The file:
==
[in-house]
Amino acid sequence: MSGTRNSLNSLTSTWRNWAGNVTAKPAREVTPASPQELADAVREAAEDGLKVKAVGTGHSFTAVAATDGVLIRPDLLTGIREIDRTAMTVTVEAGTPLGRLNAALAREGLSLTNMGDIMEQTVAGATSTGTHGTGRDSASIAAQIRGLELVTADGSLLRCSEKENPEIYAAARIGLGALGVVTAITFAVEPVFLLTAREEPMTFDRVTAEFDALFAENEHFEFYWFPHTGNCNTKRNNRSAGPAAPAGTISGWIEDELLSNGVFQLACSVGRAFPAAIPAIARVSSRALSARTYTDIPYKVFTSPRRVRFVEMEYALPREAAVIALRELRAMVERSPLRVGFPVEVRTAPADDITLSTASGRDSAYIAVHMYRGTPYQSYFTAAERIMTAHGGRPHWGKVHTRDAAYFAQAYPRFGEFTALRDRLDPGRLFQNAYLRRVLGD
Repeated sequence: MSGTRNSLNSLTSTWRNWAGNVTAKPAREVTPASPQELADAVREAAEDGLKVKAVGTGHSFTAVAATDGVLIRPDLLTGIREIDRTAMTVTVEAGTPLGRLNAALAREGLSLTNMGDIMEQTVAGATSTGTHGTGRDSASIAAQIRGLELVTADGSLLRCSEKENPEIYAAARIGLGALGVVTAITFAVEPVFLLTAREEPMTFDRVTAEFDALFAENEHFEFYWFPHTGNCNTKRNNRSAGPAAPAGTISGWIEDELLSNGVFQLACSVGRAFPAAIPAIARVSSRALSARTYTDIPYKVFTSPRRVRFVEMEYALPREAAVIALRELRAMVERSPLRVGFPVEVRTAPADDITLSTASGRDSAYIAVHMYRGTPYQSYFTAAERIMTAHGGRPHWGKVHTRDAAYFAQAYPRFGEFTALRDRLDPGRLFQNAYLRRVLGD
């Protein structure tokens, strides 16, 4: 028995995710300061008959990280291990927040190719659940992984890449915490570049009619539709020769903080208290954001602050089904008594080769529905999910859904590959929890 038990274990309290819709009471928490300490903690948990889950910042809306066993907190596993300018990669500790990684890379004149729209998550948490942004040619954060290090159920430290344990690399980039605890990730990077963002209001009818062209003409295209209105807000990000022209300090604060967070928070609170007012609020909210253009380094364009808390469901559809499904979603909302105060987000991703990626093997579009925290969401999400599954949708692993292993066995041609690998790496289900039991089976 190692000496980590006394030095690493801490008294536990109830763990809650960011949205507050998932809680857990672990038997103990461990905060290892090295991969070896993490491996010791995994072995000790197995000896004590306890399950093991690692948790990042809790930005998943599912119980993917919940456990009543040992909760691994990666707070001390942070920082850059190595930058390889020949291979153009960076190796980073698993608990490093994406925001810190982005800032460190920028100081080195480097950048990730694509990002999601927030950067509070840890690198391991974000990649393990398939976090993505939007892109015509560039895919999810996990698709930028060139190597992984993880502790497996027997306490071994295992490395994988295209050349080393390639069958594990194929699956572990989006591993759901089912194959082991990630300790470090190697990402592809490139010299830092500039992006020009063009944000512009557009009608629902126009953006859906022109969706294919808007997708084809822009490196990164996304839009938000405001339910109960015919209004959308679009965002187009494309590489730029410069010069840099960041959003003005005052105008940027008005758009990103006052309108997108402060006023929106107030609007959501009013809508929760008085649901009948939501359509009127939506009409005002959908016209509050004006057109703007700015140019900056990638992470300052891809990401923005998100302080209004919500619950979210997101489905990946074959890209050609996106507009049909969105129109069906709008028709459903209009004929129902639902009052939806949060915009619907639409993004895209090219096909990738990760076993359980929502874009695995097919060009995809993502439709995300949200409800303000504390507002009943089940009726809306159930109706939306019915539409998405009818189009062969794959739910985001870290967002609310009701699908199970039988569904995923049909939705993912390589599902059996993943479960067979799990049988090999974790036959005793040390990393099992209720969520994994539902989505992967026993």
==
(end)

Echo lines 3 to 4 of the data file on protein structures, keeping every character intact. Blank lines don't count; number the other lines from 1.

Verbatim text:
Repeated sequence: MSGTRNSLNSLTSTWRNWAGNVTAKPAREVTPASPQELADAVREAAEDGLKVKAVGTGHSFTAVAATDGVLIRPDLLTGIREIDRTAMTVTVEAGTPLGRLNAALAREGLSLTNMGDIMEQTVAGATSTGTHGTGRDSASIAAQIRGLELVTADGSLLRCSEKENPEIYAAARIGLGALGVVTAITFAVEPVFLLTAREEPMTFDRVTAEFDALFAENEHFEFYWFPHTGNCNTKRNNRSAGPAAPAGTISGWIEDELLSNGVFQLACSVGRAFPAAIPAIARVSSRALSARTYTDIPYKVFTSPRRVRFVEMEYALPREAAVIALRELRAMVERSPLRVGFPVEVRTAPADDITLSTASGRDSAYIAVHMYRGTPYQSYFTAAERIMTAHGGRPHWGKVHTRDAAYFAQAYPRFGEFTALRDRLDPGRLFQNAYLRRVLGD
């Protein structure tokens, strides 16, 4: 028995995710300061008959990280291990927040190719659940992984890449915490570049009619539709020769903080208290954001602050089904008594080769529905999910859904590959929890 038990274990309290819709009471928490300490903690948990889950910042809306066993907190596993300018990669500790990684890379004149729209998550948490942004040619954060290090159920430290344990690399980039605890990730990077963002209001009818062209003409295209209105807000990000022209300090604060967070928070609170007012609020909210253009380094364009808390469901559809499904979603909302105060987000991703990626093997579009925290969401999400599954949708692993292993066995041609690998790496289900039991089976 190692000496980590006394030095690493801490008294536990109830763990809650960011949205507050998932809680857990672990038997103990461990905060290892090295991969070896993490491996010791995994072995000790197995000896004590306890399950093991690692948790990042809790930005998943599912119980993917919940456990009543040992909760691994990666707070001390942070920082850059190595930058390889020949291979153009960076190796980073698993608990490093994406925001810190982005800032460190920028100081080195480097950048990730694509990002999601927030950067509070840890690198391991974000990649393990398939976090993505939007892109015509560039895919999810996990698709930028060139190597992984993880502790497996027997306490071994295992490395994988295209050349080393390639069958594990194929699956572990989006591993759901089912194959082991990630300790470090190697990402592809490139010299830092500039992006020009063009944000512009557009009608629902126009953006859906022109969706294919808007997708084809822009490196990164996304839009938000405001339910109960015919209004959308679009965002187009494309590489730029410069010069840099960041959003003005005052105008940027008005758009990103006052309108997108402060006023929106107030609007959501009013809508929760008085649901009948939501359509009127939506009409005002959908016209509050004006057109703007700015140019900056990638992470300052891809990401923005998100302080209004919500619950979210997101489905990946074959890209050609996106507009049909969105129109069906709008028709459903209009004929129902639902009052939806949060915009619907639409993004895209090219096909990738990760076993359980929502874009695995097919060009995809993502439709995300949200409800303000504390507002009943089940009726809306159930109706939306019915539409998405009818189009062969794959739910985001870290967002609310009701699908199970039988569904995923049909939705993912390589599902059996993943479960067979799990049988090999974790036959005793040390990393099992209720969520994994539902989505992967026993």